You Still Need a Car Sometimes

While some analysts believe that we have reached “peak car,” the jury is still out. It’s easy enough to go car-free as a young person living in a city. But when kids come along, sometimes with a move to the burbs, suddenly there’s a need for strollers, diaper bags, soccer gear, and all the paraphernalia of modern parenthood.

Sometimes a move carries you to cities that have more sprawl and fewer public transit options. All it takes is one or two times of needing a quick ride but waiting for 15 or 20 minutes for ride-hail service to arrive to suddenly see the appeal of a readily accessible vehicle with all your stuff.

So the new world of mobility is not about entirely eradicating the automobile. It’s a matter of having access to a vehicle for a certain flexible period of time. That’s where car-sharing and car subscriptions play a key role.

“Subscription car services make a lot of sense,” said Susan Shaheen, a University of California Berkeley expert on shared mobility, in an interview with Forbes. “We’ve already moved from an ownership model to the access model in mobile phones, movies, and music—and now cars.”

A shared car means you can choose the type of car you need for any specific trip. For example, a pickup truck is for a move, a minivan for a trip to Costco, or a cute, easy-to-park compact provides service for an errand in the city. And you only pay for the miles you travel. A car subscription similarly provides a predictable all-inclusive price for exactly the type of car you need at a certain time in your life—on a flexible, monthly basis.

Both alternatives allow you to shift to a different type of vehicle when your life circumstances change. If you need to move, you return the car and get going—without the penalties associated with quickly selling a car, terminating a lease, or paying to ship your vehicle. When you’re ready, you might go back to a no-car lifestyle, returning to reliance upon ride-hailing, carpooling, public transit, bicycling, walking, and shared scooters. The goal is to find the right, flexible transportation solutions for our mobile lives, rather than assuming you absolutely need a private car all the time.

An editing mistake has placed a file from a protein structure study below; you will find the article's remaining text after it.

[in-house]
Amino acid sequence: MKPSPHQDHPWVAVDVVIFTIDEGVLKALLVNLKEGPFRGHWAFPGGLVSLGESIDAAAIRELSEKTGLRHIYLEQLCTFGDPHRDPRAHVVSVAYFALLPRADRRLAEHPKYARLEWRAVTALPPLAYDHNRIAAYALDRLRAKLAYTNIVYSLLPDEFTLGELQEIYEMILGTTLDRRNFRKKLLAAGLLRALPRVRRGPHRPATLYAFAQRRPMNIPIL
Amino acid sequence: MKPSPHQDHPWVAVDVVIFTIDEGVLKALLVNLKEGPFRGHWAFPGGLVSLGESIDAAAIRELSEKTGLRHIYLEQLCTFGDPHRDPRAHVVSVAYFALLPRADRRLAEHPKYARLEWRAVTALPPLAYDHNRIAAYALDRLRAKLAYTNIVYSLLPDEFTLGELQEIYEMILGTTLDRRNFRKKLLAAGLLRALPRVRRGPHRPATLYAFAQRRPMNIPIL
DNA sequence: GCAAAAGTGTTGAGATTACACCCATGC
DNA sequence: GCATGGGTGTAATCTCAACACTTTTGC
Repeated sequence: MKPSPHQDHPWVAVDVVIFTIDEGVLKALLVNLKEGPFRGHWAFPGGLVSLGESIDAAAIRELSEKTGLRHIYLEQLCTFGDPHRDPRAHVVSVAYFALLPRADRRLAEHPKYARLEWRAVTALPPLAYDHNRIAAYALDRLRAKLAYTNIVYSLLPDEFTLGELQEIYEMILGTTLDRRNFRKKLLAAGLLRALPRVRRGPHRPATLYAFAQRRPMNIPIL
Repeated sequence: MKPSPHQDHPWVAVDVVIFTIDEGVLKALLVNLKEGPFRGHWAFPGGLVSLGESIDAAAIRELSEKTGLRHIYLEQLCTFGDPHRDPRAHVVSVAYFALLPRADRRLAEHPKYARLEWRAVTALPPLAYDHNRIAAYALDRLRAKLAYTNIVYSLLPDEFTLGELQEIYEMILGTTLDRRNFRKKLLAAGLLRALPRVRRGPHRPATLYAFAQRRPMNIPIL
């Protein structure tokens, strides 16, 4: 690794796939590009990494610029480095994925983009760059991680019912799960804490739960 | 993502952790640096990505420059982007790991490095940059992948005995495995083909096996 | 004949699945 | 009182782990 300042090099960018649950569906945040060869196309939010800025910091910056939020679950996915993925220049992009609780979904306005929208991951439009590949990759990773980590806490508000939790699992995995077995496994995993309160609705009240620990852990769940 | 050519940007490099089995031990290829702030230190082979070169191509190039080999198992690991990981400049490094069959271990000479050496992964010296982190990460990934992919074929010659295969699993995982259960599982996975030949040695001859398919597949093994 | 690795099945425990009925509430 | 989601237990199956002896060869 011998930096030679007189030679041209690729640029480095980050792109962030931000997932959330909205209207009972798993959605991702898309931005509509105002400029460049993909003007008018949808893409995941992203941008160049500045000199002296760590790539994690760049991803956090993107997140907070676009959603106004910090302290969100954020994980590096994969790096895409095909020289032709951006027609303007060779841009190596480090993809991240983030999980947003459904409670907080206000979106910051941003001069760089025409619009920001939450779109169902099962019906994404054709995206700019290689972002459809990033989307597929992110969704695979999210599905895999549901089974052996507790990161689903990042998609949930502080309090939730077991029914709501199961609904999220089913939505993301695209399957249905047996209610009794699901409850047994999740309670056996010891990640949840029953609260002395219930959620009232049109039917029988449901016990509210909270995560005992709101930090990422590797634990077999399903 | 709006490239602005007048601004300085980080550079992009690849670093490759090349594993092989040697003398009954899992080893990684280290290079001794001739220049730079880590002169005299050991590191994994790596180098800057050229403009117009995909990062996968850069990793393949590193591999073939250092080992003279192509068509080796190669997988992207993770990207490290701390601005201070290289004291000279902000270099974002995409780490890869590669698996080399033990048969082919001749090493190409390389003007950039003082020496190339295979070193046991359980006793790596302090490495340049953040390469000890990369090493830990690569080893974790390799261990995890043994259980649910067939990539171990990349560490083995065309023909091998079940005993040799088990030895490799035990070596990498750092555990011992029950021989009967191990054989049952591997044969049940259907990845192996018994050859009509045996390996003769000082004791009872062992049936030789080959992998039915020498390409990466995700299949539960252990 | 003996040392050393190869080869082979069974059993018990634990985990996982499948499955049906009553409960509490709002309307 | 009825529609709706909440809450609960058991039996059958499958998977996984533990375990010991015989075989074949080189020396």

Services Versus Sedans

Transportation specialists refer to flexible transit using the term “mobility as a service” or “transportation as a service.” RethinkX, a think tank, predicts that these services, especially when powered in the future by electric and autonomous vehicles, will mean the end of traditional car ownership. In a 2017 study, RethinkX said that in a decade’s time we should expect 95 percent of U.S. passenger miles traveled to be served by on-demand services. “We are on the cusp of one of the fastest, deepest, and most consequential disruptions of transportation in history,” wrote Tony Seba, a co-author of the study.

That future is a decade or more away. In the meantime, roughly 40 million Americans—or about one in seven people in the U.S.—will continue to move at least once a year. This population shift, as reported by USA Today, will immediately require a different approach to how we get around. Increasingly, that means a new and more flexible relationship between Americans and their automobiles.